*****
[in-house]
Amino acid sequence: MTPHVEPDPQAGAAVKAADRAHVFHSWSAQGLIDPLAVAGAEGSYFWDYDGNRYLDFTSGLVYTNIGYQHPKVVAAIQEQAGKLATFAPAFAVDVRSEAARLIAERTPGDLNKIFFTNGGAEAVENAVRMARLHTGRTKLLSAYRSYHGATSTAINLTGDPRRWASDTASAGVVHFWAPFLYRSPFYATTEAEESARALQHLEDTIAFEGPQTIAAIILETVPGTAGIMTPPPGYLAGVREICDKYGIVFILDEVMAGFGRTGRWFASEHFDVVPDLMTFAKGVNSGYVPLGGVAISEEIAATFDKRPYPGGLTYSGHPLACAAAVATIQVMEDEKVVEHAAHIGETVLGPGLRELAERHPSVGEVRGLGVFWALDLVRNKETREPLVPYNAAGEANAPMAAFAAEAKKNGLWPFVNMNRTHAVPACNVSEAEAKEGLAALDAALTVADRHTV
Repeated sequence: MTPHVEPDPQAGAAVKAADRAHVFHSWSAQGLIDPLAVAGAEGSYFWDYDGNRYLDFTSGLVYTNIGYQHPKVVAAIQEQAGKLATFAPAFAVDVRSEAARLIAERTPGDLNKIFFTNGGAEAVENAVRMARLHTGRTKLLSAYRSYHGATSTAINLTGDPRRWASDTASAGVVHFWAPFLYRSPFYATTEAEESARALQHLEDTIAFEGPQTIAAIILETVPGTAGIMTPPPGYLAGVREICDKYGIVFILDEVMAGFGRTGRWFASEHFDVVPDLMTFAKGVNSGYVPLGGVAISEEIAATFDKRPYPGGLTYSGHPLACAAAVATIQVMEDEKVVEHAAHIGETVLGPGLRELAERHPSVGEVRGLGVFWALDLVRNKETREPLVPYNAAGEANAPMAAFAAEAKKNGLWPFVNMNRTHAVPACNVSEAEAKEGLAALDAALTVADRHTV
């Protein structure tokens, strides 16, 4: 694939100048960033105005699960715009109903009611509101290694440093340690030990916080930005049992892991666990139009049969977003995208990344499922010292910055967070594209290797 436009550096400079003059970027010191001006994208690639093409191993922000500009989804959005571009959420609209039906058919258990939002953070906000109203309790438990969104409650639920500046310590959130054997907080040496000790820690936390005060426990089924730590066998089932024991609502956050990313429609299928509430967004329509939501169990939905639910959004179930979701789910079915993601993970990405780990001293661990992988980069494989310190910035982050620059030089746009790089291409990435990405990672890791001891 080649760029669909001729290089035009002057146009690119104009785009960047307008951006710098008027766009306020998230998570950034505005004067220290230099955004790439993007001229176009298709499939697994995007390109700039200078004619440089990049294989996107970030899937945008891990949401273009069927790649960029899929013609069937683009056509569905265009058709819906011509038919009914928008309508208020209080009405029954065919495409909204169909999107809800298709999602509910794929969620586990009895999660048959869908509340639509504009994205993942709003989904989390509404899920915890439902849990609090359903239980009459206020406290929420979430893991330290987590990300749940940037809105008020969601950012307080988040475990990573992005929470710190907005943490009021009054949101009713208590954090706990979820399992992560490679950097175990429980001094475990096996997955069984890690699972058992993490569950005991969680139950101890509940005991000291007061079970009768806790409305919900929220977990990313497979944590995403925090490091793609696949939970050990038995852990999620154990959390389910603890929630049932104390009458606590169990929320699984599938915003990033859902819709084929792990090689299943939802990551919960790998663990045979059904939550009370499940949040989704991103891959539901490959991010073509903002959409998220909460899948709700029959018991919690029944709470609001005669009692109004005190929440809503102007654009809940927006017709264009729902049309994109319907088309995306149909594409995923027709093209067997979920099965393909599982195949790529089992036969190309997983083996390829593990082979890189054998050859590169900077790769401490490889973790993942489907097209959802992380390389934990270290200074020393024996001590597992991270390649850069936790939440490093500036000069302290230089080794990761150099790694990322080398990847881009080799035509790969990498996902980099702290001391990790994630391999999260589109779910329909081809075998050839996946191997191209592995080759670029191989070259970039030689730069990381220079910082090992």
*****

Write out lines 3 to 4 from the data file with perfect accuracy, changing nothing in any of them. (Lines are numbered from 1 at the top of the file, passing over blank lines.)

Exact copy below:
Repeated sequence: MTPHVEPDPQAGAAVKAADRAHVFHSWSAQGLIDPLAVAGAEGSYFWDYDGNRYLDFTSGLVYTNIGYQHPKVVAAIQEQAGKLATFAPAFAVDVRSEAARLIAERTPGDLNKIFFTNGGAEAVENAVRMARLHTGRTKLLSAYRSYHGATSTAINLTGDPRRWASDTASAGVVHFWAPFLYRSPFYATTEAEESARALQHLEDTIAFEGPQTIAAIILETVPGTAGIMTPPPGYLAGVREICDKYGIVFILDEVMAGFGRTGRWFASEHFDVVPDLMTFAKGVNSGYVPLGGVAISEEIAATFDKRPYPGGLTYSGHPLACAAAVATIQVMEDEKVVEHAAHIGETVLGPGLRELAERHPSVGEVRGLGVFWALDLVRNKETREPLVPYNAAGEANAPMAAFAAEAKKNGLWPFVNMNRTHAVPACNVSEAEAKEGLAALDAALTVADRHTV
């Protein structure tokens, strides 16, 4: 694939100048960033105005699960715009109903009611509101290694440093340690030990916080930005049992892991666990139009049969977003995208990344499922010292910055967070594209290797 436009550096400079003059970027010191001006994208690639093409191993922000500009989804959005571009959420609209039906058919258990939002953070906000109203309790438990969104409650639920500046310590959130054997907080040496000790820690936390005060426990089924730590066998089932024991609502956050990313429609299928509430967004329509939501169990939905639910959004179930979701789910079915993601993970990405780990001293661990992988980069494989310190910035982050620059030089746009790089291409990435990405990672890791001891 080649760029669909001729290089035009002057146009690119104009785009960047307008951006710098008027766009306020998230998570950034505005004067220290230099955004790439993007001229176009298709499939697994995007390109700039200078004619440089990049294989996107970030899937945008891990949401273009069927790649960029899929013609069937683009056509569905265009058709819906011509038919009914928008309508208020209080009405029954065919495409909204169909999107809800298709999602509910794929969620586990009895999660048959869908509340639509504009994205993942709003989904989390509404899920915890439902849990609090359903239980009459206020406290929420979430893991330290987590990300749940940037809105008020969601950012307080988040475990990573992005929470710190907005943490009021009054949101009713208590954090706990979820399992992560490679950097175990429980001094475990096996997955069984890690699972058992993490569950005991969680139950101890509940005991000291007061079970009768806790409305919900929220977990990313497979944590995403925090490091793609696949939970050990038995852990999620154990959390389910603890929630049932104390009458606590169990929320699984599938915003990033859902819709084929792990090689299943939802990551919960790998663990045979059904939550009370499940949040989704991103891959539901490959991010073509903002959409998220909460899948709700029959018991919690029944709470609001005669009692109004005190929440809503102007654009809940927006017709264009729902049309994109319907088309995306149909594409995923027709093209067997979920099965393909599982195949790529089992036969190309997983083996390829593990082979890189054998050859590169900077790769401490490889973790993942489907097209959802992380390389934990270290200074020393024996001590597992991270390649850069936790939440490093500036000069302290230089080794990761150099790694990322080398990847881009080799035509790969990498996902980099702290001391990790994630391999999260589109779910329909081809075998050839996946191997191209592995080759670029191989070259970039030689730069990381220079910082090992």